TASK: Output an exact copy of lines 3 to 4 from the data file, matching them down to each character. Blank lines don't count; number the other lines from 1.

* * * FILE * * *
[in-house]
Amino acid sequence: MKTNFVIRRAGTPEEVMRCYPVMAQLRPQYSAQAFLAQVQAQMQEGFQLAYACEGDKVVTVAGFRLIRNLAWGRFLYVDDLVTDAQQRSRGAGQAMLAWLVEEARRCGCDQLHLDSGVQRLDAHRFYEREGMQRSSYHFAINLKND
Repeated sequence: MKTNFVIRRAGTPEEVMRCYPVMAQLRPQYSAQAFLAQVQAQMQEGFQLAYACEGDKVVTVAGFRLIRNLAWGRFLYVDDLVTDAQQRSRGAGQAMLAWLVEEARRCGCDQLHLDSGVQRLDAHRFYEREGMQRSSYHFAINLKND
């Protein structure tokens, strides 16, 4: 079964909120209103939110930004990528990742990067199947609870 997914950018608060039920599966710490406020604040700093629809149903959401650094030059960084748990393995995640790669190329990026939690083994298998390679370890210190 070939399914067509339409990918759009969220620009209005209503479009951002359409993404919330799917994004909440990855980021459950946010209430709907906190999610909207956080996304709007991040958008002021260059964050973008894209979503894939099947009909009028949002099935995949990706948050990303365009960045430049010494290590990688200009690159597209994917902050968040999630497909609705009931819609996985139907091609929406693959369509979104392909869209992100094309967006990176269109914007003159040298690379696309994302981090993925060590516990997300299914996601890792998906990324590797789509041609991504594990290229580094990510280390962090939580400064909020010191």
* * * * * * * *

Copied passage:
Repeated sequence: MKTNFVIRRAGTPEEVMRCYPVMAQLRPQYSAQAFLAQVQAQMQEGFQLAYACEGDKVVTVAGFRLIRNLAWGRFLYVDDLVTDAQQRSRGAGQAMLAWLVEEARRCGCDQLHLDSGVQRLDAHRFYEREGMQRSSYHFAINLKND
């Protein structure tokens, strides 16, 4: 079964909120209103939110930004990528990742990067199947609870 997914950018608060039920599966710490406020604040700093629809149903959401650094030059960084748990393995995640790669190329990026939690083994298998390679370890210190 070939399914067509339409990918759009969220620009209005209503479009951002359409993404919330799917994004909440990855980021459950946010209430709907906190999610909207956080996304709007991040958008002021260059964050973008894209979503894939099947009909009028949002099935995949990706948050990303365009960045430049010494290590990688200009690159597209994917902050968040999630497909609705009931819609996985139907091609929406693959369509979104392909869209992100094309967006990176269109914007003159040298690379696309994302981090993925060590516990997300299914996601890792998906990324590797789509041609991504594990290229580094990510280390962090939580400064909020010191």